A round-up of the headline statistics from this year’s AJ100 survey shows a stagnant profession in the economic doldrums
Salaries are down again in real terms, but fewer practices are slashing architecture fees and making redundancies, key findings from the AJ100 survey have revealed. Since 1995, the AJ100 has ranked the biggest practices in the UK by the number of architects they employ, while the accompanying survey provides a snapshot of the top 100 practices over the past year.
Salaries have continued to stagnate for the foot soldiers employed by the UK’s 100 biggest practices. Architects have taken home a median pay of £36,000 a year for two years running, while Part 3 students have been paid a median of £27,000 since 2008.
Once inflation and tax are taken into account, this effectively represents an overall decrease in income. According to analyst Bruce Tether, ‘those who remain in employment are being expected to work much harder for their pay’. As with the 2012 survey data, it is the companies which pay directors more which also tend to pay junior staff more.
According to the RIBA Architect Salary Guide, architects should be paid between £34,000 and £42,000, while Part 3 graduates should earn £30-34,000.
Despite the pay freeze, 27 per cent of employees polled admitted they were very satisfied with their pay – a rise of 3 per cent from last year.
And more optimistically, salaries for associates have risen again. Having bottomed out in 2010 at £46,000, take-home pay for associates has risen to £49,000. Partners are also being paid more, on average up to £75,500 a year – still a long way short of the £84,000 they earned in 2007 before the economic downturn began to bite. Indeed, with the exception of associates, all salary levels are below the 2007 pre-recession median rate.
On a more positive note, fewer AJ100 firms brought in pay freezes or reduced salaries – just over half admitted squeezing pay, compared with two thirds in 2010. Job security has also improved. Only half made redundancies in the past 12 months compared to 78 per cent in 2009. But there has been a marked increase in companies using freelancers and subcontractors – up from 10 per cent in 2009 to 25 per cent now.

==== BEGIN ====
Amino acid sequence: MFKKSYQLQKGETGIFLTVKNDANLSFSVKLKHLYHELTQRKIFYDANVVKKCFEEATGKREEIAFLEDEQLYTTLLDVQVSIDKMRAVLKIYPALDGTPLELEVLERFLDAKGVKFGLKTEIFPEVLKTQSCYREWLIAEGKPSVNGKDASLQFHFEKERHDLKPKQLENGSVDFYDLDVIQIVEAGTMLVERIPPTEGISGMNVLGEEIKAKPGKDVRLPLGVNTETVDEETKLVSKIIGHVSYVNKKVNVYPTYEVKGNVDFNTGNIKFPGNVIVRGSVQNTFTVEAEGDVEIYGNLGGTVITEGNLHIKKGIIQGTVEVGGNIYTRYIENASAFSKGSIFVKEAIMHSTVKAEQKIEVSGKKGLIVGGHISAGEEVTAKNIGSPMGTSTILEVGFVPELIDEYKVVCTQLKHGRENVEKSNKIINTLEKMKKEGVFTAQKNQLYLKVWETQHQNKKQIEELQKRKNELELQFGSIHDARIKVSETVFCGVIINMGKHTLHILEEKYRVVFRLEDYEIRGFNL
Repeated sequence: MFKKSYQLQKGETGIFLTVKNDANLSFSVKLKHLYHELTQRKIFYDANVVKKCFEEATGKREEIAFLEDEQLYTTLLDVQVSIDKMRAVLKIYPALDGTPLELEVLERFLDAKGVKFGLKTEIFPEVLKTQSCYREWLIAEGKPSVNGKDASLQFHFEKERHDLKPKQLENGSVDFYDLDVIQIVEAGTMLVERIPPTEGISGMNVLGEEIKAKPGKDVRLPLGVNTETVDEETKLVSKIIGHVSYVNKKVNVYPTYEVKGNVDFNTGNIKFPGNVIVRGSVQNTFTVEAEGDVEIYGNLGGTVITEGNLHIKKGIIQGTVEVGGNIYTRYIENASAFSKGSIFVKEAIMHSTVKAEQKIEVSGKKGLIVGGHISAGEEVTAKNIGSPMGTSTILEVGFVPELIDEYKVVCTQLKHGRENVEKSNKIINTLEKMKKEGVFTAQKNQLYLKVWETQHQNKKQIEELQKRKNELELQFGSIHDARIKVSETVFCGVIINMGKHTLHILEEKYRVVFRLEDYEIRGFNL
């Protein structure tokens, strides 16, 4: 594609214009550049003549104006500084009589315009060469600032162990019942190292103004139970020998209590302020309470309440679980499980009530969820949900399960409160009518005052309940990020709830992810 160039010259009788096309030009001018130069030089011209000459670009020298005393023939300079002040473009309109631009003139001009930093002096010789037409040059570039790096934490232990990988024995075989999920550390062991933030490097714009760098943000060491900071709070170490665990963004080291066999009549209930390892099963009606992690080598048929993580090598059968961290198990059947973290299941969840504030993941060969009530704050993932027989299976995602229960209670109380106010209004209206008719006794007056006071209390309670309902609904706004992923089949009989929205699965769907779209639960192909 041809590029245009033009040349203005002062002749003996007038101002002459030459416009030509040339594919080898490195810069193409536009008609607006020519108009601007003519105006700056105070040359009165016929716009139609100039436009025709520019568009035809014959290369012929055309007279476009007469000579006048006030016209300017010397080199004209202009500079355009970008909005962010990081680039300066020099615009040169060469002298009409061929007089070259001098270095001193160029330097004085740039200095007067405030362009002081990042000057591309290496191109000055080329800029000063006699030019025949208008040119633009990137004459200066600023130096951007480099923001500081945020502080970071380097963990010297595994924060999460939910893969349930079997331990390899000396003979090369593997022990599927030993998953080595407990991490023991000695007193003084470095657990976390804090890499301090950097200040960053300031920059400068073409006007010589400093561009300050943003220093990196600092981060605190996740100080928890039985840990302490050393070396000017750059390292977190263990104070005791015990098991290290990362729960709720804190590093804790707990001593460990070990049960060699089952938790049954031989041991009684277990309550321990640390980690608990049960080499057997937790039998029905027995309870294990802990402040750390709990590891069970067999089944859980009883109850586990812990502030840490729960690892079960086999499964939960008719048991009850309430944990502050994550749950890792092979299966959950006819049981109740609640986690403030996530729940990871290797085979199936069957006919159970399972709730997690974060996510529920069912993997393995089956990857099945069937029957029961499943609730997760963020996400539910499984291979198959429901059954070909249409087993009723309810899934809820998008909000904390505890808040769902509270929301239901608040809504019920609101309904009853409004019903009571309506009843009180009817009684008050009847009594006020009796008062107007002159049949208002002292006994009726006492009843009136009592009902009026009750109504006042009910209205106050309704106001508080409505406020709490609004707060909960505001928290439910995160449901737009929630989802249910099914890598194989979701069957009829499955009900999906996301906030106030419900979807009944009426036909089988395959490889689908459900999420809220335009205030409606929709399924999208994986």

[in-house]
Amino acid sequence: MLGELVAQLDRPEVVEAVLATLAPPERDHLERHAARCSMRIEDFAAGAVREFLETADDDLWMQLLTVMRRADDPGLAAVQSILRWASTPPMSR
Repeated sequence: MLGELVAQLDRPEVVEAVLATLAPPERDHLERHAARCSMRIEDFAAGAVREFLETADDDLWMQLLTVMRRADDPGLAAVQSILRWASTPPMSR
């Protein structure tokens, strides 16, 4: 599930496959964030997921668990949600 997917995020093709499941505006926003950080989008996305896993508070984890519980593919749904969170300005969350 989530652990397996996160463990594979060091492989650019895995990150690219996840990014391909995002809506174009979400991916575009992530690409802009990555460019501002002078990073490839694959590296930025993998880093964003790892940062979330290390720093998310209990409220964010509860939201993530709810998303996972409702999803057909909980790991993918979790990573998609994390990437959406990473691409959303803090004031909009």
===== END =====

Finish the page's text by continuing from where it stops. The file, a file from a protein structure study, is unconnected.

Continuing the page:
Encouragingly, fewer AJ100 practices have admitted to lowering their fees this year – a heartening fall of seven percentage points on 2012 – with an 8 per cent drop in those reducing the costs of providing services and a 6 per cent drop in practices accepting lower margins.
But 78 per cent of companies are still willing to accept lower margins and 71 per cent are willing to cut both costs and fees. The AJ100 fee scale has edged down for smaller jobs, where fees have fallen by 1 percentage point in some cases – a refurbishment through a traditional contract for a £250,000 job has dropped from 8 to 7 per cent. The fee scale has edged up for jobs of £10 million.
Where the work is
Fees coming from abroad into UK offices of the country’s biggest-hitters fell by 11.5 per cent to £200.8 million. Even so, 70 per cent of AJ100 practices reported ‘proactively’ seeking work abroad – the same proportion as last year.
Women in architecture
The past year has not been good for equality in the profession. The proportion (see table below) of women architects working in the UK’s top 100 practices has fallen from 26 per cent to 25 per cent. The top 10 have an even lower ratio – just 22.7 per cent of the registered architects are female. However, the figure would stand at 24.5 per cent if calculated without Capita Symonds, which employs just 9 percent female architects.